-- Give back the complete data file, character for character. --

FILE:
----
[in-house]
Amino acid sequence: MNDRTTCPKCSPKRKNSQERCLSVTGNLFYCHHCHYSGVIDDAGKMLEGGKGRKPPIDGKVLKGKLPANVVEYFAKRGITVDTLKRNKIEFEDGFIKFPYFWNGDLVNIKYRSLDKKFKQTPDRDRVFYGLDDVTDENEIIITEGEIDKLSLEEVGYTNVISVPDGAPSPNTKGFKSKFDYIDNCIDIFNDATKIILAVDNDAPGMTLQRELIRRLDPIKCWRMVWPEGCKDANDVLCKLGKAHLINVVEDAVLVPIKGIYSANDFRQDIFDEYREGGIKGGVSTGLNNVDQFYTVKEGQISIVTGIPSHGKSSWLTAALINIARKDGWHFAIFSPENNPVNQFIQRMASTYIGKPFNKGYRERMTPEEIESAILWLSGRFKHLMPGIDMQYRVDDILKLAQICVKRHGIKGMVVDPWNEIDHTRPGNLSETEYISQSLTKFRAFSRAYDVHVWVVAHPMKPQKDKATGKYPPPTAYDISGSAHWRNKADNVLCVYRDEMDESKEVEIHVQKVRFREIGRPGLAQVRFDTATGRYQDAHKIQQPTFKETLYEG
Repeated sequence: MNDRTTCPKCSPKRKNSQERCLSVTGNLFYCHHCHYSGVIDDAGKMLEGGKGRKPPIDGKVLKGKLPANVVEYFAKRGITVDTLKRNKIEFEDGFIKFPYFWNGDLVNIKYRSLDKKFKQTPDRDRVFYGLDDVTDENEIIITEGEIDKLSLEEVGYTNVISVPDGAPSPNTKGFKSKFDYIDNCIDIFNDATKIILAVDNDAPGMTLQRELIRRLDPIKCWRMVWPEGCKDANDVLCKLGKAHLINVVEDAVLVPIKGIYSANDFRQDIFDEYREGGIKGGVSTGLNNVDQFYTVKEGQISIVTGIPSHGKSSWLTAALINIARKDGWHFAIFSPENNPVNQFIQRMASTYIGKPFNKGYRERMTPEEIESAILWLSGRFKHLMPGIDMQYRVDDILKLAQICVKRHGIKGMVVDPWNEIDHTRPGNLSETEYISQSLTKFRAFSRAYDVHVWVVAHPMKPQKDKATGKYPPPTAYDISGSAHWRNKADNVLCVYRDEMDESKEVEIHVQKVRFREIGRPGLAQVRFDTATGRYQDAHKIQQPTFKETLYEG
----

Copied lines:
[in-house]
Amino acid sequence: MNDRTTCPKCSPKRKNSQERCLSVTGNLFYCHHCHYSGVIDDAGKMLEGGKGRKPPIDGKVLKGKLPANVVEYFAKRGITVDTLKRNKIEFEDGFIKFPYFWNGDLVNIKYRSLDKKFKQTPDRDRVFYGLDDVTDENEIIITEGEIDKLSLEEVGYTNVISVPDGAPSPNTKGFKSKFDYIDNCIDIFNDATKIILAVDNDAPGMTLQRELIRRLDPIKCWRMVWPEGCKDANDVLCKLGKAHLINVVEDAVLVPIKGIYSANDFRQDIFDEYREGGIKGGVSTGLNNVDQFYTVKEGQISIVTGIPSHGKSSWLTAALINIARKDGWHFAIFSPENNPVNQFIQRMASTYIGKPFNKGYRERMTPEEIESAILWLSGRFKHLMPGIDMQYRVDDILKLAQICVKRHGIKGMVVDPWNEIDHTRPGNLSETEYISQSLTKFRAFSRAYDVHVWVVAHPMKPQKDKATGKYPPPTAYDISGSAHWRNKADNVLCVYRDEMDESKEVEIHVQKVRFREIGRPGLAQVRFDTATGRYQDAHKIQQPTFKETLYEG
Repeated sequence: MNDRTTCPKCSPKRKNSQERCLSVTGNLFYCHHCHYSGVIDDAGKMLEGGKGRKPPIDGKVLKGKLPANVVEYFAKRGITVDTLKRNKIEFEDGFIKFPYFWNGDLVNIKYRSLDKKFKQTPDRDRVFYGLDDVTDENEIIITEGEIDKLSLEEVGYTNVISVPDGAPSPNTKGFKSKFDYIDNCIDIFNDATKIILAVDNDAPGMTLQRELIRRLDPIKCWRMVWPEGCKDANDVLCKLGKAHLINVVEDAVLVPIKGIYSANDFRQDIFDEYREGGIKGGVSTGLNNVDQFYTVKEGQISIVTGIPSHGKSSWLTAALINIARKDGWHFAIFSPENNPVNQFIQRMASTYIGKPFNKGYRERMTPEEIESAILWLSGRFKHLMPGIDMQYRVDDILKLAQICVKRHGIKGMVVDPWNEIDHTRPGNLSETEYISQSLTKFRAFSRAYDVHVWVVAHPMKPQKDKATGKYPPPTAYDISGSAHWRNKADNVLCVYRDEMDESKEVEIHVQKVRFREIGRPGLAQVRFDTATGRYQDAHKIQQPTFKETLYEG